5. KaliTude

    KaliTude C level Member

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    Free Weights?

    I bought a couple sets of free weights to work out with at home after work (so I can do something constructive instead of eating junk and watching TV!). Does anyone know of anywhere on-line that has instructions on excercises to do? Recommend any good books or videos?

    I find the thing that tires me out the most is all that dropping and picking up of the bike ;) I get so tired in my upper body due to a lack of upper body strength. Even when I am not falling a lot, I still get muscle fatigued in my arms, so even if I am not "tired" per se, I find myself loosing control of the front end and riding terribley.
     
  6. jmd

    jmd C level Member

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    I'll tell you what; the exercise machine I have found that best simulates riding a dirt bike is the Health Rider. You sit on a little seat, with your feet on the pedals and your arms on the handlebars, much like you're riding a Harley chopper. Then you pull the bars and push the pedals, up and down. It feels just like riding a KTM through the whoops, and seems to work the same muscles. I can only ride the bloody thing for five minutes at a time, before I have to take a gasping break, then I continue. I think that when I get to the point that I can ride that thing for forty minutes, I'll be able to ride hard, on the gas, over a rough course, for the same period.
     
  7. kyle

    kyle C level Member

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    Adding on to jmd's list, grip and squeeze the tank with your knees. You will instantly feel less strain on your arms and shoulders while standing up. It does feel weird at first but after a while but it sure helps when coming down those blue disk downhill. What is a blue disk downhill you ask? When the hill is so long and steep your front rotor turns blue. :eek:
     
  8. Acavin

    Acavin C level Member
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    I hear ya on that. I've dropped my bike so many times, and especially when you're tired, it is extremely hard to pull that thing up, but of course the only remedy for this situation is to just...well... quit falling and get good at handling tough situations.:D

    aaron
    '98 kdx 200
     
  9. Michelle

    Michelle C level Member

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    Aaron, one thing I found useful when I used to dump my bike often was my rehydration system. I don't know if you've got one or not, but if you don't - do get one.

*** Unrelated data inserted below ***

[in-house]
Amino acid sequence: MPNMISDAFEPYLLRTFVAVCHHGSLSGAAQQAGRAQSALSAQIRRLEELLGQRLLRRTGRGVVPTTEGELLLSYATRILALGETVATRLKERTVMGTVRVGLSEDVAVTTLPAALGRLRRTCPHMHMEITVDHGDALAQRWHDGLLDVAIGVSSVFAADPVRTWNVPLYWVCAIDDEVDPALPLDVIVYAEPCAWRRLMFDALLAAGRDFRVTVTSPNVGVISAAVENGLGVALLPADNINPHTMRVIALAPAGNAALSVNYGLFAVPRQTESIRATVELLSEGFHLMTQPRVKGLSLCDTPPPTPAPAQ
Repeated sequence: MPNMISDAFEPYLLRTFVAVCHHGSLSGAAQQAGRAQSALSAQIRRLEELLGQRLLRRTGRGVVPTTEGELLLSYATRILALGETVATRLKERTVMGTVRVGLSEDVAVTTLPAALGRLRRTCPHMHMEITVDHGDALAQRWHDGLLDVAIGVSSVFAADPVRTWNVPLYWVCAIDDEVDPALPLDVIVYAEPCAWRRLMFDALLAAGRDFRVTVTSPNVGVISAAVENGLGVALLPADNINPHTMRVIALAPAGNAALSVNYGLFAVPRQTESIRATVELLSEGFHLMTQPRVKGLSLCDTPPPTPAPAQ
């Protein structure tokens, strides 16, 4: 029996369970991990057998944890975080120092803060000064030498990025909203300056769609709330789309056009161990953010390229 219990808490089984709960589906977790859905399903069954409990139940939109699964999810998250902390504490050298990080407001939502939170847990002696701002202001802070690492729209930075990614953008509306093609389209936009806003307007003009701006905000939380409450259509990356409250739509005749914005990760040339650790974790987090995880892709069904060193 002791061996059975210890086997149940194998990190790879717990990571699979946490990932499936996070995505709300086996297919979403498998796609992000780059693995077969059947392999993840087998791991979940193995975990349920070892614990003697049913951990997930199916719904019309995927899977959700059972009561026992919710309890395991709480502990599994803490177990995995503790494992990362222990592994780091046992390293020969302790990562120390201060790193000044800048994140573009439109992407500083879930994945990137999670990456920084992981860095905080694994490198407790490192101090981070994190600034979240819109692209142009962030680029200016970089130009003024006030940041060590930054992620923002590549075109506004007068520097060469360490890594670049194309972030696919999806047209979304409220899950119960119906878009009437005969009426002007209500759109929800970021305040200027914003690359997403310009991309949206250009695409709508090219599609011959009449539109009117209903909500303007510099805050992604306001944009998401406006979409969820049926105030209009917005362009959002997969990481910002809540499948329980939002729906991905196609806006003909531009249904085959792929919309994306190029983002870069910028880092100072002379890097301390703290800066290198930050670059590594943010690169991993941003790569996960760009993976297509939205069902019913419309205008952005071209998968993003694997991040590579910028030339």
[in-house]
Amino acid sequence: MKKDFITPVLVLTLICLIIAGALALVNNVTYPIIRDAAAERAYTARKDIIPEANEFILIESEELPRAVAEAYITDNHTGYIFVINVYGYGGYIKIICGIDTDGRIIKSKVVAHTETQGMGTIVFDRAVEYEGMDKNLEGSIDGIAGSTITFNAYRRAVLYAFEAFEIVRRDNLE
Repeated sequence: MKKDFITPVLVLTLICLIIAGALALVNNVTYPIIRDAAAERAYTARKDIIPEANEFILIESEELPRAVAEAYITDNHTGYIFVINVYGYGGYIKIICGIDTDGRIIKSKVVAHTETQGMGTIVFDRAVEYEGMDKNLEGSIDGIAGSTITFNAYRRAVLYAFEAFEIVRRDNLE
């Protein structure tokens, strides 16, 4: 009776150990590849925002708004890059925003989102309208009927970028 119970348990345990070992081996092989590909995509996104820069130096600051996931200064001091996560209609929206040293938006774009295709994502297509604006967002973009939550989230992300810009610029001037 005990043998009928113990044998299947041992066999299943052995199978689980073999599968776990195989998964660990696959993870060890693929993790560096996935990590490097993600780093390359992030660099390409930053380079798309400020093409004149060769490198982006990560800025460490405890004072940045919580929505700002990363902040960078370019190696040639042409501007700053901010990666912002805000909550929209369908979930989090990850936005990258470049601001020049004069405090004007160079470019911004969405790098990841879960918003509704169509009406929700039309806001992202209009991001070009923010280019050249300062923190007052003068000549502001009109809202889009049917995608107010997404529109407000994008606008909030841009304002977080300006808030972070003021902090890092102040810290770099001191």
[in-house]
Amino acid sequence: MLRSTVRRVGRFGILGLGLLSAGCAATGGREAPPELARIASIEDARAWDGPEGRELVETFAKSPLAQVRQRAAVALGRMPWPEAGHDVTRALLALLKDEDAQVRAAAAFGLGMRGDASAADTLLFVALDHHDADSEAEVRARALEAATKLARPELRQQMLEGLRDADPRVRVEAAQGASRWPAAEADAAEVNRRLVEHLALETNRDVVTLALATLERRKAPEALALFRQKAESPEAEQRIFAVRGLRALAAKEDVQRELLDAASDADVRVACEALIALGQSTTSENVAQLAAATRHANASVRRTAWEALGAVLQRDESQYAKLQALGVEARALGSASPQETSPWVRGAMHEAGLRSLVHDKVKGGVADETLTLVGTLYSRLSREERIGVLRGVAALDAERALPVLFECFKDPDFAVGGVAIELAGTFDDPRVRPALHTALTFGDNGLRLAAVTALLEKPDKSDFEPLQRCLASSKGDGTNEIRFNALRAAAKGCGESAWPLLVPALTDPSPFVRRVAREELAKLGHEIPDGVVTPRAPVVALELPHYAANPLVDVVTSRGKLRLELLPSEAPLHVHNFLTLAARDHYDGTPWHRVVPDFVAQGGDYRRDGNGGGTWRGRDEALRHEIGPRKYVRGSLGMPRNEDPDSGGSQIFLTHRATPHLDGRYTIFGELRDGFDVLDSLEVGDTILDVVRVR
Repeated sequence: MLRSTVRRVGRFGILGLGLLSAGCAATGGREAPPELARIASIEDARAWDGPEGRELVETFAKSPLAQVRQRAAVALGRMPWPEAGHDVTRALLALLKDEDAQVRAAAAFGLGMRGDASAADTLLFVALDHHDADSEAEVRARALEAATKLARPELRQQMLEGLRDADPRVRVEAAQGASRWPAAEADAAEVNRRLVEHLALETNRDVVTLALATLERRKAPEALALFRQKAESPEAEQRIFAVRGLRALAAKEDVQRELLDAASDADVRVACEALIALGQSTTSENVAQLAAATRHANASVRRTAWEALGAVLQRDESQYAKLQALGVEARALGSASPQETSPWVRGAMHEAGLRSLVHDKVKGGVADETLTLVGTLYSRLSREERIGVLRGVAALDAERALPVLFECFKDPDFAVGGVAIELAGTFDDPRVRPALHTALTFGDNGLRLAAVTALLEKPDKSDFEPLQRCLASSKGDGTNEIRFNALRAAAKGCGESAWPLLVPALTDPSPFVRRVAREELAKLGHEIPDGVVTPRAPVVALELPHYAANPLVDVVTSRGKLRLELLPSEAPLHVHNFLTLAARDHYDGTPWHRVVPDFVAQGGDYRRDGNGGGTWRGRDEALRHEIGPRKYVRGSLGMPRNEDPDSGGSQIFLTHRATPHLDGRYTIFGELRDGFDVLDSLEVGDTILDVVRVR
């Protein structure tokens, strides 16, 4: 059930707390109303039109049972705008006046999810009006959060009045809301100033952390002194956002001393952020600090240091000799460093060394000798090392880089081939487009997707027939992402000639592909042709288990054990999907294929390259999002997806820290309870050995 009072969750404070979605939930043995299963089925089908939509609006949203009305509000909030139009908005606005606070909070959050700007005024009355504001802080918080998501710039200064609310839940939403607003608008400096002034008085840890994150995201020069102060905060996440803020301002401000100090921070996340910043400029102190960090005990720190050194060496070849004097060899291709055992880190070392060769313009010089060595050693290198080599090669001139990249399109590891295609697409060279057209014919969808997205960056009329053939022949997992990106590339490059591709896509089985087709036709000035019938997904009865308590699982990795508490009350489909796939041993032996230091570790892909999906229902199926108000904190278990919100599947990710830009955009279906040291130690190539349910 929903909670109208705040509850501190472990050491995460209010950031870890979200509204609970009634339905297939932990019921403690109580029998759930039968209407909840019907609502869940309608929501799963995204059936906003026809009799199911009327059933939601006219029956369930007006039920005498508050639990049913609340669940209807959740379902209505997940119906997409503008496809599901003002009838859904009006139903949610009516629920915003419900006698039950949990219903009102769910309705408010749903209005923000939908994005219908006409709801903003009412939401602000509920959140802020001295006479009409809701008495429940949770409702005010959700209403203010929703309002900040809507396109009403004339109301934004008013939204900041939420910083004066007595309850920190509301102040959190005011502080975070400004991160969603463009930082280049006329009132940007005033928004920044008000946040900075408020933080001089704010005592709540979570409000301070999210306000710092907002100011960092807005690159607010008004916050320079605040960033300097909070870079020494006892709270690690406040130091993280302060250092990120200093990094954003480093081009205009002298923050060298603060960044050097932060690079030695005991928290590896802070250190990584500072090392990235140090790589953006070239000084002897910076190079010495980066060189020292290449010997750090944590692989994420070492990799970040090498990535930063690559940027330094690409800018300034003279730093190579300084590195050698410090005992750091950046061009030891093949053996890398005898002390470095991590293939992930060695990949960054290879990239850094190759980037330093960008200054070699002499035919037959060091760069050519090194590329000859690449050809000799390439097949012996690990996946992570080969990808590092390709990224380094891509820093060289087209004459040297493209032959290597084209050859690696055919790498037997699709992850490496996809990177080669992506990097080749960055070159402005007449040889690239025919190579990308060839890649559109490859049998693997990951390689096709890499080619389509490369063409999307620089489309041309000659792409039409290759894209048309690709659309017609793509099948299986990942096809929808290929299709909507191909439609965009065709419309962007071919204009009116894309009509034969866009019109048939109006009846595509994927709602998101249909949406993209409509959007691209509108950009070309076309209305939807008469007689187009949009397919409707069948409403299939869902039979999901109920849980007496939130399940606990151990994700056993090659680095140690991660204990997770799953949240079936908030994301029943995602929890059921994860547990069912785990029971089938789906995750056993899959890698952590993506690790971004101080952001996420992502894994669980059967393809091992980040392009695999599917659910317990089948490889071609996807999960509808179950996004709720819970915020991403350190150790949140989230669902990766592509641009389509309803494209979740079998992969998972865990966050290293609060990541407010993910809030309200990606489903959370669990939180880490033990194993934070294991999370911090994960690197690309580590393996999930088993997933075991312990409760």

I'd usually just leave the bike for another half minute (hell, it can't fall down any further, and if worried about leaking fuel, would turn the tap off, but do remember to turn it back on) - have a quick drink of water, which helped also recompose myself, then pick it up.

    Also, picking the bike up, back up to the bike, bend the knees, grab the handle bar with whichever is the closest hand, then the rear of the bike, and straighten up, lifting the bike. Not always possible, but 98% of the time it is - much easier than facing the bike to pick it up.
    Also, when going on shorter rides, I'd just half fill the bike - much easier to pick up ;)

    But definitely the best thing is not to dump the bike so often.
     
  10. Chubbs

    Chubbs C level Member

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  11. dirt1016

    dirt1016 C level Member

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    Go to mxeast.com which is actually mxamerica mag
    they have a big archive of dirtbike related fitness artivcles. Very helpful.
    RonRon mx.com has his trainer put on some instructions and pics and stuff. There are more. I have to think about it.
     
  12. slowpokedennis

    slowpokedennis C level Member

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    Kali try this for exercising. www.exrx.net/Exercise Click on the female body and then on what muscle and it will tell you several exercises.
     
  13. A-Tek

    A-Tek C level Member

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    try these

    www.spinervals.com